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Re: C.4 Undeclared entities?



Charles Goldfarb wrote:

> O.K. It is now clear that in XML a document "without a DTD" means literally
> that, and not just "parsable without reference to  its DTD". I think this is
> unfortunate because I believe it will render XML a non-starter in the
> marketplace.

Yes without means as if it didn't exist - because it might not. As for XML being 
a non-starter as a result, I'd have to take the other side of the argument. DTDs 
add complexity and formalism where it isn't required. Useful applications based 
on extensible markup can be developed and successfully marketed without 
requiring DTDs. I and others have been there. It works.

This doesn't mean that DTDs and formalism aren't useful or required in many 
applications. Quite the opposite is true and I would argue for the inclusion of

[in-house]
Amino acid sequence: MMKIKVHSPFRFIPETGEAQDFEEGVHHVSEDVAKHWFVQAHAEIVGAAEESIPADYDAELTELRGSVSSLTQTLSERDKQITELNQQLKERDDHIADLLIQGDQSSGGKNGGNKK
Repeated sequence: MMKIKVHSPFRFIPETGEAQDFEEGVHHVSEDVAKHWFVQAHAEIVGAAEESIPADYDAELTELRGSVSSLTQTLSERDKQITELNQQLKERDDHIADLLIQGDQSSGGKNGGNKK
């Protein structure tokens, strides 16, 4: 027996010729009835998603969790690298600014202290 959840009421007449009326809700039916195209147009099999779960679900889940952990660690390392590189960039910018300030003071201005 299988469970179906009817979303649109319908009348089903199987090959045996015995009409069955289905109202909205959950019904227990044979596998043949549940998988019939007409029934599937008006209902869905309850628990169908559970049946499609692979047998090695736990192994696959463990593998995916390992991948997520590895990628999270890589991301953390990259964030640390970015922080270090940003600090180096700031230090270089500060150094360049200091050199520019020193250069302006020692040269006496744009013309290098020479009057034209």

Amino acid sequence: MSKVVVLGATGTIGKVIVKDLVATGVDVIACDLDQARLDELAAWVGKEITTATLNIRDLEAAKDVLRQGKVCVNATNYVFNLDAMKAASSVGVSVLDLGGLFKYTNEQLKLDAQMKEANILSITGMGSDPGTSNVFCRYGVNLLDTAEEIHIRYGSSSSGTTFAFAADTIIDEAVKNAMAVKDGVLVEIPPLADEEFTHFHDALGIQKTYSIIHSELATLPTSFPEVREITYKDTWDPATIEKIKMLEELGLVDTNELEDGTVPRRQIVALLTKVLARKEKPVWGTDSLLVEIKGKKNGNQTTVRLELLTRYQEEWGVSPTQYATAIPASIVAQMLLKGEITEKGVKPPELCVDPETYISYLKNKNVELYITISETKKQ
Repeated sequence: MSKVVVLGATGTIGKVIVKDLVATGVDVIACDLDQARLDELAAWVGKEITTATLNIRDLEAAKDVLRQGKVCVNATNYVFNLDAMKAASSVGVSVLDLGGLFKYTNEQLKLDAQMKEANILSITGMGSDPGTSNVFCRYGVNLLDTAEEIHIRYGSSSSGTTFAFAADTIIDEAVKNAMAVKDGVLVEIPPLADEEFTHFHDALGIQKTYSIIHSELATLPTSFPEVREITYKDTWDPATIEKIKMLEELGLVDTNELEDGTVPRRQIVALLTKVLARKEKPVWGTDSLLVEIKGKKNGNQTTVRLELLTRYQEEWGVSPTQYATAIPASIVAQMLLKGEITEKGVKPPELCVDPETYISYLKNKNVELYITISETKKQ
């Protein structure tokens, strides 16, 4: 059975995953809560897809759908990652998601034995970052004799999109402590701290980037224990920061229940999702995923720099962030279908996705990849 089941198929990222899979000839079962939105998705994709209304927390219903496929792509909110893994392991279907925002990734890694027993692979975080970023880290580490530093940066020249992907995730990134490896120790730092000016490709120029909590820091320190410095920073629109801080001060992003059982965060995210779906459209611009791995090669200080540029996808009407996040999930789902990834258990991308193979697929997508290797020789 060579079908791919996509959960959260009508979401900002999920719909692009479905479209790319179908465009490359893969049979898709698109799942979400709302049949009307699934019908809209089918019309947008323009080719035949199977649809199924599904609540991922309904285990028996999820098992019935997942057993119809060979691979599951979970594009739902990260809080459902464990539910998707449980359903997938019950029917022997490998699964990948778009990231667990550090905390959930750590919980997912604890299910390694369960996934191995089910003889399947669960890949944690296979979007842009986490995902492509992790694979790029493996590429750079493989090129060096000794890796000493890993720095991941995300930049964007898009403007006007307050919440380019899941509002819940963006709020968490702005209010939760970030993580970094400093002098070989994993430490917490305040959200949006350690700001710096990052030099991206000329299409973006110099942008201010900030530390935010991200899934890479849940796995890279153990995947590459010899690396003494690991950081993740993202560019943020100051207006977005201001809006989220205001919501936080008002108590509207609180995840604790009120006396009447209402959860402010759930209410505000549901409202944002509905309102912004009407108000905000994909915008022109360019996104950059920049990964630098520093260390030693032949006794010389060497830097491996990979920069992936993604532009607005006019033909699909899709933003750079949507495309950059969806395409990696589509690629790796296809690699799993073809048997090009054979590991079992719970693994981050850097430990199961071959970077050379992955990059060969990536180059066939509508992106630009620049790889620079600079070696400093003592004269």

DTDs for those applications. Strategically, DTDs are an essential part of XML 
but tactically, their inclusion at present is not timely. For those that require 
them now, ISO 8879 tools provide excellent support.

> XML without a DTD is no different from HTML extended by the ability to "add
> tags
> and attributes" just by defining processing for the additions in a style sheet
> (cascading or otherwise).

Actually it would be slightly different. Structure would be explicit and 
obvious. HTML's ill-conceived constructs/quirks wouldn't be there. But other 
than that, the statement is accurate. XML would be a simple, extensible markup 
language.

I won't attempt to rebut the proposition since I happen to agree with it. This 
is what XML 1.0 should be - perhaps with a few well-chosen additions. XML 2.0 
should be where we bring in more of SGML's "useful" features.

I suspect I'm alone in this opinion but I take "as simple as possible" quite 
literally. We can make XML a clean, simple, extensible markup language, HTML++ 
or we can turn it into something else, SGML--. To the masses, XML will need to 
be positioned as HTML++. Perhaps we should think that way too so that we can 
stop lamenting all those great SGML features that won't be included in XML 1.0. 
But they will be in XML 2.0.